Governor Punjab Chaudhry Mohammad Sarwar said that we have to improve our mental health services. I highly value the volunteers who work in this field. We have many unsung heroes who work behind the scene who help to improve the quality of life of others, he added.
Prof. Razaur Rahman from DUHS Karachi chaired the session wherein Prof.Ricardo from Spain talked about psychiatric reforms in Spain. He pointed out that there were three attempts to introduce these reforms in 1820-1823, 1931-36 and then in 1986. Economic development and internet connections played an important role in this effort. Political will coupled with healthcare laws introduced in 1986, sector policy, decentralization and gradual increase in resources helped in the success of these reforms. He emphasized on low cost high quality interventions. Discussions with the industry, getting their support, empowering the consumers and working with media were all quite helpful, he added.
Dr. Ibrahim Murad from Palestine was the next speaker. He pointed out that there are twenty two qualified psychiatrists in Palestine and most hospitals are understaffed. Hospital staff is involved in advisory positions. At present a group of doctors are being trained in mental health in France and sixty five NGOs have developed mental health programmes. Some of these NGOs are operating independent of health authority. A survey showed that house hold violence was about 11.3%. Prisoners are tried in Military Courts in Military Camps. Mental Health Authority was asked to train mental healthcare personnel. Politically active psychiatrists were repatriated from Palestine. About sixteen hundred Palestinians are kept in administrative detention every month and the total number of Palestinian prisoners under administrative detention at present was thirty eight thousand. About 30% of the patients are treated by traditional healers before any drug treatment. The common diseases include increasing PTSD, eating disorders and emotional disorders in children.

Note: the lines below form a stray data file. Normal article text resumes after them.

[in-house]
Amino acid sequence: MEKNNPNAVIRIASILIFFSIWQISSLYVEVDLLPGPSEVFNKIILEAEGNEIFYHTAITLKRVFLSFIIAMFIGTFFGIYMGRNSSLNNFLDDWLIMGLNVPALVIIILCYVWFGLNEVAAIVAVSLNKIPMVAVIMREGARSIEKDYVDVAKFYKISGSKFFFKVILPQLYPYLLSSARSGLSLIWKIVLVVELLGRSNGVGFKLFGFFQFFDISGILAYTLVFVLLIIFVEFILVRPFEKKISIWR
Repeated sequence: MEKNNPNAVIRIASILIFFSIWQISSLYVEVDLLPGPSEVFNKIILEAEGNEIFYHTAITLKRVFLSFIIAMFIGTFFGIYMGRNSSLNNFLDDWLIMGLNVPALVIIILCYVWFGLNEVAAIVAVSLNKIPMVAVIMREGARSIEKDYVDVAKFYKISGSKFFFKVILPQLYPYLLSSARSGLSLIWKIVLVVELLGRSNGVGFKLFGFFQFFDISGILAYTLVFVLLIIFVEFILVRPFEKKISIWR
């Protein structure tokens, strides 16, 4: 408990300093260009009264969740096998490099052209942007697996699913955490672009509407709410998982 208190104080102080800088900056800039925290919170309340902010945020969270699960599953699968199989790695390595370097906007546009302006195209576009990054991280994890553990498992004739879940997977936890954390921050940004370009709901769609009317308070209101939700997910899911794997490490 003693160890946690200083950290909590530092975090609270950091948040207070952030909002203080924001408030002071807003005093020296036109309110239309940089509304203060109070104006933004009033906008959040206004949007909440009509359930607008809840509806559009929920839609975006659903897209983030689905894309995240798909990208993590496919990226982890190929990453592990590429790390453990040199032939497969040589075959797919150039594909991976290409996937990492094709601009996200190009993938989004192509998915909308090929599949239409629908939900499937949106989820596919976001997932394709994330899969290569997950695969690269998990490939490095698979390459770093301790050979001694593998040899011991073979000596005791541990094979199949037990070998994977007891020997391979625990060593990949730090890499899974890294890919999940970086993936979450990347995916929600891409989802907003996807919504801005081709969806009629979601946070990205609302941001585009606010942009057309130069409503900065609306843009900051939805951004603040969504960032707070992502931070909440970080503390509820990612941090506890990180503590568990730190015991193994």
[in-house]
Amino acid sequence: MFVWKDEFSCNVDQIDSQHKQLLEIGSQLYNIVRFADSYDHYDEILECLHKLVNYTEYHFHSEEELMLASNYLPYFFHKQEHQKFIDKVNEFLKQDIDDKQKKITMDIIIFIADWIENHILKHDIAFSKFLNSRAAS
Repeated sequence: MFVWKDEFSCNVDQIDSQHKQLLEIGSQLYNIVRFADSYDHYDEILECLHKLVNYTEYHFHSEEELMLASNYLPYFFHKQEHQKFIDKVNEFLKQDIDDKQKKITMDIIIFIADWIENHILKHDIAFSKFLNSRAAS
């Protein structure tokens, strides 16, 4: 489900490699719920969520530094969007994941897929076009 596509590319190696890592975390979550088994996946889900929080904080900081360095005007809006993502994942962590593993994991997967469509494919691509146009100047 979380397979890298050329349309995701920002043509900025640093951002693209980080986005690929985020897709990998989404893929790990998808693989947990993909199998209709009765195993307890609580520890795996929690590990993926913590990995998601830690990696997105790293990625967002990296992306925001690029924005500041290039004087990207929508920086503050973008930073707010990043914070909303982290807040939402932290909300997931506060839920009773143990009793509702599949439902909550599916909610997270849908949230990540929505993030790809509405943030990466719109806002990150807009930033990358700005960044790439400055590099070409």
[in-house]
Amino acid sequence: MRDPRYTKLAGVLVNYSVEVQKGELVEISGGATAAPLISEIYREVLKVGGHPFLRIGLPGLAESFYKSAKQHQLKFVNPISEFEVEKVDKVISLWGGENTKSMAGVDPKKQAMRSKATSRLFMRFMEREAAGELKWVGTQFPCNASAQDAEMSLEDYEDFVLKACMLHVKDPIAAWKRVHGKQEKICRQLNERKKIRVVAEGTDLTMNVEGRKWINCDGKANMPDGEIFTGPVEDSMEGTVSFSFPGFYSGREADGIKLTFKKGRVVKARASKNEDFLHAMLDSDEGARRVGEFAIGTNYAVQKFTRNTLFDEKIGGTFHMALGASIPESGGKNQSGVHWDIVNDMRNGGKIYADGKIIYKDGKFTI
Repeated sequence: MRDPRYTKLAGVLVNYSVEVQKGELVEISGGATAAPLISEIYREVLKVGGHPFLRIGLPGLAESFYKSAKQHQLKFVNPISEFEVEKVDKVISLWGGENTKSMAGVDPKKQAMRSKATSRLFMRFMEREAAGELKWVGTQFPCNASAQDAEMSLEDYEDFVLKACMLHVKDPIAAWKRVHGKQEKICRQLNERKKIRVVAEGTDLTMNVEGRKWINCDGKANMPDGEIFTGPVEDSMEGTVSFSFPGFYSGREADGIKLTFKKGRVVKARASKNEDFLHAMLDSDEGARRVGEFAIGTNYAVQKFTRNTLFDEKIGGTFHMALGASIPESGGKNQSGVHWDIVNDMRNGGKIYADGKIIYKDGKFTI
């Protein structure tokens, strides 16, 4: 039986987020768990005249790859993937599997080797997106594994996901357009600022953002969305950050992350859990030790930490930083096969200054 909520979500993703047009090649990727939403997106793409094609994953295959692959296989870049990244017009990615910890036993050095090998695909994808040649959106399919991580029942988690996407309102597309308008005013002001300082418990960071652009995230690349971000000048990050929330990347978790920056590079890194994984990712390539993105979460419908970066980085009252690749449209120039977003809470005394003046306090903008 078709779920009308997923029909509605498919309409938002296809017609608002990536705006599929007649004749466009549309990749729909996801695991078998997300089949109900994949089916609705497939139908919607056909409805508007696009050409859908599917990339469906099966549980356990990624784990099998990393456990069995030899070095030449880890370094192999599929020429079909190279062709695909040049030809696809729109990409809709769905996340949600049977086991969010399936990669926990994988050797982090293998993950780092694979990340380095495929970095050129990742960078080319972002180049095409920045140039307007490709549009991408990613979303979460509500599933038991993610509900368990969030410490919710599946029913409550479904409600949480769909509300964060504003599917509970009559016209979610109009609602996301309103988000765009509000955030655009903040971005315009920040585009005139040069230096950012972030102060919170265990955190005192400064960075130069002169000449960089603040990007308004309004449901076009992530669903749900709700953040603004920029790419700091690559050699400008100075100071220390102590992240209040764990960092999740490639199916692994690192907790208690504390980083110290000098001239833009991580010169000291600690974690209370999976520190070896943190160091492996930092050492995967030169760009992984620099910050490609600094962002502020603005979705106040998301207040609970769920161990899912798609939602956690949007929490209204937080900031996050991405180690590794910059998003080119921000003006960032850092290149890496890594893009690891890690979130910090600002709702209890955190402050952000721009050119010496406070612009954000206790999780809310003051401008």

Summing up the session Prof.Razaur Rahman remarked that there are about seven hundred Pakistani psychiatrists in UK and about eight hundred in United States while only five hundred were practicing psychiatry in Pakistan and some of them were not qualified psychiatrists, he added.
In the next session the need for community mental health rehabilitation services was emphasized. Dr.Helen Killapsy from UK in her presentation on deinstitutionalization of rehabilitation services discussed the closure of asylums. She also referred to shifting of resources from large hospitals to community services. She called for creating a balance between community health services and indoor mental health services. About 10% of health budget is spent on mental health services.
Primary healthcare services in UK, she said, are very well developed and patients with common mental disorders like anxiety and depression are treated there. But what happens when mental health services are not in place in complex disease, they remain in ward and occupy bed. Then they are moved to public hospitals which are known as re-institutionalization of mental health services. She was of the view that there is a need for specialized rehabilitation services even in developed countries with good mental health care services.